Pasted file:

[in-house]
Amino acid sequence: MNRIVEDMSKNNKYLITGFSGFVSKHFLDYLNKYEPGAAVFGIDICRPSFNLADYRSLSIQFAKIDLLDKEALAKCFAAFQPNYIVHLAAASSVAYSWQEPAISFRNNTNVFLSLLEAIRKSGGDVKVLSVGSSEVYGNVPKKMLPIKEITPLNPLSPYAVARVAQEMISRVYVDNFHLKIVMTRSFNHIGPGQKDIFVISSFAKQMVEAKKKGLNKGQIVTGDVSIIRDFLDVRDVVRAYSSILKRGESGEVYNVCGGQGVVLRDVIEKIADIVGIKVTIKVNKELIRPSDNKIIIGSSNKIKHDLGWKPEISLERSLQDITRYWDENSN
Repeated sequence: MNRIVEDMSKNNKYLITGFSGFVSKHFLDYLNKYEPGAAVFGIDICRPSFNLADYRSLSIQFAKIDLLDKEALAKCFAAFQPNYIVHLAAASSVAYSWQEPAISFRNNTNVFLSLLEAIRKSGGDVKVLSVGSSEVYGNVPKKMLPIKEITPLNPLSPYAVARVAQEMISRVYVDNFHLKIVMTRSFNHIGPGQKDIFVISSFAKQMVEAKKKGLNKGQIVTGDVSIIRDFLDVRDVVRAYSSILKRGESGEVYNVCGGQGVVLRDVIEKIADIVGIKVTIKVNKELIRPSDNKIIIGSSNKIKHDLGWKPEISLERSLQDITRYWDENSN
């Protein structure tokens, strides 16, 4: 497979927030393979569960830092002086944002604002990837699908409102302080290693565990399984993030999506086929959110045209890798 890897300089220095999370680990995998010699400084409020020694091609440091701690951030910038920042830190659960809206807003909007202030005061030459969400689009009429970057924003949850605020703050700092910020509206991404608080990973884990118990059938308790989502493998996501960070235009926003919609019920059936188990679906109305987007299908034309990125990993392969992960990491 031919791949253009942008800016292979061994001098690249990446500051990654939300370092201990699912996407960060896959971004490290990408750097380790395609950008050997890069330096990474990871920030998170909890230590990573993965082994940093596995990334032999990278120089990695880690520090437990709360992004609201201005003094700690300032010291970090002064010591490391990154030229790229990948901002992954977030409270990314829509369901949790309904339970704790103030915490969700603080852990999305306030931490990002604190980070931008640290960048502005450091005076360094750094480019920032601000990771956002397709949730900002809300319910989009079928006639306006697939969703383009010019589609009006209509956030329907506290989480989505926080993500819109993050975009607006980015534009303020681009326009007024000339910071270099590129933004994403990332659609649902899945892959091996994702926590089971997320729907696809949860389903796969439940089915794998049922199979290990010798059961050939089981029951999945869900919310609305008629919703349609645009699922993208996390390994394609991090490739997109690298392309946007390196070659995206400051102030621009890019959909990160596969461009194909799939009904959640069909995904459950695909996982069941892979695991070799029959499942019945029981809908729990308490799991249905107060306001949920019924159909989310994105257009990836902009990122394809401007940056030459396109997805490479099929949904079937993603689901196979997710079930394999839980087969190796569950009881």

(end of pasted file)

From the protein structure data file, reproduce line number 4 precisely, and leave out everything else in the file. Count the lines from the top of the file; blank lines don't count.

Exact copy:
């Protein structure tokens, strides 16, 4: 497979927030393979569960830092002086944002604002990837699908409102302080290693565990399984993030999506086929959110045209890798 890897300089220095999370680990995998010699400084409020020694091609440091701690951030910038920042830190659960809206807003909007202030005061030459969400689009009429970057924003949850605020703050700092910020509206991404608080990973884990118990059938308790989502493998996501960070235009926003919609019920059936188990679906109305987007299908034309990125990993392969992960990491 031919791949253009942008800016292979061994001098690249990446500051990654939300370092201990699912996407960060896959971004490290990408750097380790395609950008050997890069330096990474990871920030998170909890230590990573993965082994940093596995990334032999990278120089990695880690520090437990709360992004609201201005003094700690300032010291970090002064010591490391990154030229790229990948901002992954977030409270990314829509369901949790309904339970704790103030915490969700603080852990999305306030931490990002604190980070931008640290960048502005450091005076360094750094480019920032601000990771956002397709949730900002809300319910989009079928006639306006697939969703383009010019589609009006209509956030329907506290989480989505926080993500819109993050975009607006980015534009303020681009326009007024000339910071270099590129933004994403990332659609649902899945892959091996994702926590089971997320729907696809949860389903796969439940089915794998049922199979290990010798059961050939089981029951999945869900919310609305008629919703349609645009699922993208996390390994394609991090490739997109690298392309946007390196070659995206400051102030621009890019959909990160596969461009194909799939009904959640069909995904459950695909996982069941892979695991070799029959499942019945029981809908729990308490799991249905107060306001949920019924159909989310994105257009990836902009990122394809401007940056030459396109997805490479099929949904079937993603689901196979997710079930394999839980087969190796569950009881």